When you first meet Bronwyn, you immediately become aware of her energy – it’s impossible not to be engaged by her vibrant personality. She has a passion for empowering women and making a positive impact in the world. It’s this authentic, soul-fuelled energy that has guided her throughout her entrepreneurial journey.

From qualifying as a life coach and Kinesiologist to building and selling motorbikes, hosting employee workshops, and creating soulful gift boxes, Bronwyn has done it all. I had the pleasure of chatting with her recently and she opens up about what it takes to be an entrepreneur in South Africa today – including some of her biggest lessons and highlights. 

What motivates you to do what you do?

I’ve had many passions and interests, and I’ve felt very excited and invested in all the things I’ve done over the last 16 years. But, I’ve never fixated on a particular industry or type of business because I don’t have that set mindset.

I have what I call my true North.

Your true North is like your internal compass, you feel this urge – it’s not a passion or a fiery strong feeling that you must do something; it’s a constant whisper within your soul. 

Since as long as I can remember, my true North has always whispered to me to work or collaborate with other women, to help empower them, and to make them feel more confident. This feeling of empowerment carries through to my internal journey of self-discovery at the same time. It’s not always apparent, but it is definitely applied to each business I take on and the decisions I make every day regarding business and my personal life. At my core, I have this desire to collaborate, to communicate, and to leave a legacy.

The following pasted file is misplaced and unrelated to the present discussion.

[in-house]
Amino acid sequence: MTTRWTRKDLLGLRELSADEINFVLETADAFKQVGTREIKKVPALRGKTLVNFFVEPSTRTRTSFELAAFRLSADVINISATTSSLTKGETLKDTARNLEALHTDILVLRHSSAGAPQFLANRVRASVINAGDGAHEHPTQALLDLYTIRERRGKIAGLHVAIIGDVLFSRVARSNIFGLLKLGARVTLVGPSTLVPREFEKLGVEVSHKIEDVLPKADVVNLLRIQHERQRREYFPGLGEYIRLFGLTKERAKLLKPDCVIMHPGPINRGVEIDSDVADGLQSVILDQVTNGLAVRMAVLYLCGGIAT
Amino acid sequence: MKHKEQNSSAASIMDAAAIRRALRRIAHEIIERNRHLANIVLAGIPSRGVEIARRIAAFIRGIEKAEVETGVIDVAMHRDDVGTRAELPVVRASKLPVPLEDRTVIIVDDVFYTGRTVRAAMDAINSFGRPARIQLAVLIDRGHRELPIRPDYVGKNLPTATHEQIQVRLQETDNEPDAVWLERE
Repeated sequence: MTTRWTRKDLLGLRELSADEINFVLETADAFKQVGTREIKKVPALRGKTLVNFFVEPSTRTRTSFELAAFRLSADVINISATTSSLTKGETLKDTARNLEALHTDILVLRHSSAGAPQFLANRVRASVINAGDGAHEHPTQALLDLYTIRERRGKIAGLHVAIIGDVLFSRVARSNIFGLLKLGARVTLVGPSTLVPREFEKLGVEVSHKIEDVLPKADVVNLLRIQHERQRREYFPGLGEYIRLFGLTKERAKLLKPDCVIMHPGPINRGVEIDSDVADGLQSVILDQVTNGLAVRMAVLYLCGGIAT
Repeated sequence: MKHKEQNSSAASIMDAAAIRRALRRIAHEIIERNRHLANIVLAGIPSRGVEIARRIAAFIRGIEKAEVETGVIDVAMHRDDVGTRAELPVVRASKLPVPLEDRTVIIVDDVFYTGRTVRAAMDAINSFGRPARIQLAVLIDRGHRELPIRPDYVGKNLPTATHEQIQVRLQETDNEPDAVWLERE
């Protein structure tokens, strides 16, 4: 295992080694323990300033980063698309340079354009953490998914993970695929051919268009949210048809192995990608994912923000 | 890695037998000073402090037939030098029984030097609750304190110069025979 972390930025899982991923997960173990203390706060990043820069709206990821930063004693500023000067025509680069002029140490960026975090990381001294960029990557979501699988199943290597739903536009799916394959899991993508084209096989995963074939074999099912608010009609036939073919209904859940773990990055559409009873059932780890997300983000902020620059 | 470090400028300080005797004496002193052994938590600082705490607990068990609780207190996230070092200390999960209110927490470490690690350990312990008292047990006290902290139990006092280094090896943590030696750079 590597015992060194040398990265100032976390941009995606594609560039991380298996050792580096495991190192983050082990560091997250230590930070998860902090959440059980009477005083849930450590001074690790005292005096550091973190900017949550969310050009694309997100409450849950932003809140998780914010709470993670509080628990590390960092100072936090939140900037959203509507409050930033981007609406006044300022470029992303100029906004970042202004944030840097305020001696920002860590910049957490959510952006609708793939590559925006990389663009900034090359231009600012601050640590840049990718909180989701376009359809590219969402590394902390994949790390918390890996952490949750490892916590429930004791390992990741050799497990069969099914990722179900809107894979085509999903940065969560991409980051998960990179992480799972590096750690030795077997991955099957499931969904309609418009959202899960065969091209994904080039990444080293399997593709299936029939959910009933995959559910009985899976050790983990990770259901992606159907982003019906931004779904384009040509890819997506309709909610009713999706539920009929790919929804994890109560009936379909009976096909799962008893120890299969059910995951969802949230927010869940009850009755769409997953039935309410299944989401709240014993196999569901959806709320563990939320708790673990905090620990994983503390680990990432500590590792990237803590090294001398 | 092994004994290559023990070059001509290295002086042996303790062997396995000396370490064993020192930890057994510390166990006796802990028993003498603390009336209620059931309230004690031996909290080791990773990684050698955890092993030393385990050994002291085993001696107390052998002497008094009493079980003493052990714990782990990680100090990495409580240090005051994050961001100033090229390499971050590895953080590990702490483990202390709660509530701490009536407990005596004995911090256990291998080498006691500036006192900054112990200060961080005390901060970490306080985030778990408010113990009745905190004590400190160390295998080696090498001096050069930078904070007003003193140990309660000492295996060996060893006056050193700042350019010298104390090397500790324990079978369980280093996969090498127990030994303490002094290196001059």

Why did you become an entrepreneur?

These days, especially in South Africa, it’s not just a case of wanting to be an entrepreneur. 

There’s a lot more to it than wanting to run your own business, or doing it because you don’t want to work for a boss. The reality in South Africa is that there aren’t a lot of job opportunities. Being an employee, or rather getting the opportunity to be employed, is a lot more scarce than it used to be.

Being an entrepreneur is a necessary option and that’s why I do it.

My personality is suited to being an entrepreneur and I’ve always had that style of thinking and mindset, even in university. Entrepreneurship is an industry in South Africa that needs a lot more attention and focus because job opportunities aren’t readily available anymore.

What has been one of your biggest entrepreneurial highlights?

There have been many highs and lows, but I think my biggest highlight was successfully selling two businesses. That’s taking a small business that isn’t worth much or attractive to potential buyers and then working the business over a period of years to get to the point where you can actually sign a sale.